Harry Enoch’s new series, Abandoned Clark County gave me pause to think about abandoned places I have been to in my life. I made a few notes.
When I was a boy, some of my most exciting days were when the farmer plowed his fields behind our house. After the first rain we would roam those furrows looking for flint arrowheads, spearheads, and some lucky times, find a piece of broken clay pottery left by a civilization long departed. Imagining those ancient people having once lived there made me feel like I was walking on hallowed ground.
I used to stand where once stood the pioneers of Fort Boonesborough and I thought of those who had died defending and exerting their powers to make a place of their own in the wilderness. I was awed by thoughts of those settlers’ marvelous abilities at crafting, with their own hands, the necessities of their civilization without the machines of my days.
A bit to the side of a gravel track on my friend’s farm was a dilapidated wood frame house his grandparents had built and begun their life together. The structure was rotting, collapsing, and unsafe to go poking around within. But it still served as a home to bees and wasps, snakes and mice. In a couple of spots, there were torn scraps of wallpaper still hanging on, still holding touches of fading color. Sometimes I thought I could still hear the joy of their laughter, but it was just the echoes of dogs playing on another part of the farm.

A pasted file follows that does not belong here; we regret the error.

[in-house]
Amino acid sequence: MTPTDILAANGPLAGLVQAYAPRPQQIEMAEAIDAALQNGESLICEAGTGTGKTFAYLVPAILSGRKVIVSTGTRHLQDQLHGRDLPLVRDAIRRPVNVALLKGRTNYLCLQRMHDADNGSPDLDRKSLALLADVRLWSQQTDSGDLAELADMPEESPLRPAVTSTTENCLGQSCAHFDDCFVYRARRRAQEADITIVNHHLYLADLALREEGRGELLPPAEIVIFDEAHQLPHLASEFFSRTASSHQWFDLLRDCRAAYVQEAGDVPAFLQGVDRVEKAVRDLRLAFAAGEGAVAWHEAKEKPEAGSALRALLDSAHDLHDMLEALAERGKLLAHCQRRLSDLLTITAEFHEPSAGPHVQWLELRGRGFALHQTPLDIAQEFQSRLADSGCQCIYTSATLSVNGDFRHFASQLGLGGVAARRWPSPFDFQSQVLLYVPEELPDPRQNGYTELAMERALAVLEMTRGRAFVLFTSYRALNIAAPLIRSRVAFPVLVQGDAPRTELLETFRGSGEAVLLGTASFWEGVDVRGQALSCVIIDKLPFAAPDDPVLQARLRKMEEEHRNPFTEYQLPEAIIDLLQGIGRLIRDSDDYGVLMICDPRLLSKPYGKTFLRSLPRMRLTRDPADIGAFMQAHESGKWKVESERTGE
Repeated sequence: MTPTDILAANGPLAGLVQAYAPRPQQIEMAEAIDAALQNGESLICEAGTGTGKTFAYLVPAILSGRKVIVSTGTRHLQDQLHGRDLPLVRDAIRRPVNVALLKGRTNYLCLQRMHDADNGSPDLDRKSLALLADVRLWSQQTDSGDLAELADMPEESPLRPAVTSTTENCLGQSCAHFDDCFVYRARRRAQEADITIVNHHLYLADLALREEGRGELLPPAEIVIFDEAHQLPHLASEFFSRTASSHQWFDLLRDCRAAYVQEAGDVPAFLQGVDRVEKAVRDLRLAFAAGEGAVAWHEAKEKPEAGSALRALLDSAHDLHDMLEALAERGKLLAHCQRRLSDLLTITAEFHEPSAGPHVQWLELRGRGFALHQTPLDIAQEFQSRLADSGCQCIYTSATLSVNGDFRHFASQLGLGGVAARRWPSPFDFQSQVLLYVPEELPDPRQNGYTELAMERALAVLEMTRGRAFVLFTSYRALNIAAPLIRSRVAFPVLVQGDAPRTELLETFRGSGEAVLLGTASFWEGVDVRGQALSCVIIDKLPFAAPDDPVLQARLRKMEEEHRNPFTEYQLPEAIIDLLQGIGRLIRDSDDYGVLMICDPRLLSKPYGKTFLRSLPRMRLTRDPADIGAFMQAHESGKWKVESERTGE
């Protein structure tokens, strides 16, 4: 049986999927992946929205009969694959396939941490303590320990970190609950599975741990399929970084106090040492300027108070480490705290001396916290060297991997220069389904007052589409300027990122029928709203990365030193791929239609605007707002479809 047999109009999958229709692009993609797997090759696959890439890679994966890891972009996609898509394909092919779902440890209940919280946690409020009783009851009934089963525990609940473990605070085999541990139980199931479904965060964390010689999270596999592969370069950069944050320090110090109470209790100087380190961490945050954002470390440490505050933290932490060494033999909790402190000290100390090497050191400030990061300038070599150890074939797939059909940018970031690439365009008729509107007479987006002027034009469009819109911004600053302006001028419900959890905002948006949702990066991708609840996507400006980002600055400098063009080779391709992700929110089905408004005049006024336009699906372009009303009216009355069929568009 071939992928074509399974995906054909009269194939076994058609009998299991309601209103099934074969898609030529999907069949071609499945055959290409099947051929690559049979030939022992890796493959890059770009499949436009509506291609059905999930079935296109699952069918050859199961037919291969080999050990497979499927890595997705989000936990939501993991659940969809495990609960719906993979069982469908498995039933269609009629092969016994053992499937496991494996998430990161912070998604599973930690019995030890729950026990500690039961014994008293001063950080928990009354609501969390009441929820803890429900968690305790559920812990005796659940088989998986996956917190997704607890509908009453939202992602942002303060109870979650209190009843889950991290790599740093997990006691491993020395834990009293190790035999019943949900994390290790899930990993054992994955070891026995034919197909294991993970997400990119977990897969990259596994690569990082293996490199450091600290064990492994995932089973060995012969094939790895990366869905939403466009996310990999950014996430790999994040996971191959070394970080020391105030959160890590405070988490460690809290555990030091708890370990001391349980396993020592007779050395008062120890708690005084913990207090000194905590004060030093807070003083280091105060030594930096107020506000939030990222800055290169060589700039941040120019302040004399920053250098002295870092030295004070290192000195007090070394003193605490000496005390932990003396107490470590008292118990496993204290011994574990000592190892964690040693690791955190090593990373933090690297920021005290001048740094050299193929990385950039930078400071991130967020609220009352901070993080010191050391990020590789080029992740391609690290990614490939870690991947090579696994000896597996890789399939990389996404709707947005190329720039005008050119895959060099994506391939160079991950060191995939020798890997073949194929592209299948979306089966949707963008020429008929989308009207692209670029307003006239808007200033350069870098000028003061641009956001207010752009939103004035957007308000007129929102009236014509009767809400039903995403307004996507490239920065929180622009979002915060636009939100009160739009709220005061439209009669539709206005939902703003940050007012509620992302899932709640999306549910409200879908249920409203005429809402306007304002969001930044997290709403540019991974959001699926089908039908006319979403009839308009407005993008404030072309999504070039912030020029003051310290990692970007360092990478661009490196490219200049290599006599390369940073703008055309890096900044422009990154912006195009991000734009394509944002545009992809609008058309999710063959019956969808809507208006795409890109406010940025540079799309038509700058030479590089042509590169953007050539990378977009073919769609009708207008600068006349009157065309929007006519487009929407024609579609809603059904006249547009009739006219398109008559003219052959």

Once, I walked on the stone-cobbled streets of Ephesus that were over 2,000 years old. I marveled at the intricate carvings on sculptured doorways, the partially collapsed stone walls of libraries and temples – not a trace of concrete or steel, yet remaining. I sat in the seats of a theatre that could hold 24,000 people, but now, there was no one to attend performances. Whole generations of this marvelous civilization had long passed.
Whatever we build but can no longer maintain, whatever we make and abandon – however noble and magnificent our accomplishments – it all only stands for a while as the earth takes back our ruins. Vines creep in, water dissolves, soil blows over, and grass covers.
Seeing these things does not prompt me to diminish the efforts of survival and living, but rather gives me pause to reflect with reverence and humility. Perhaps there is some understanding to be gained from these places about our own place and space of time in this world.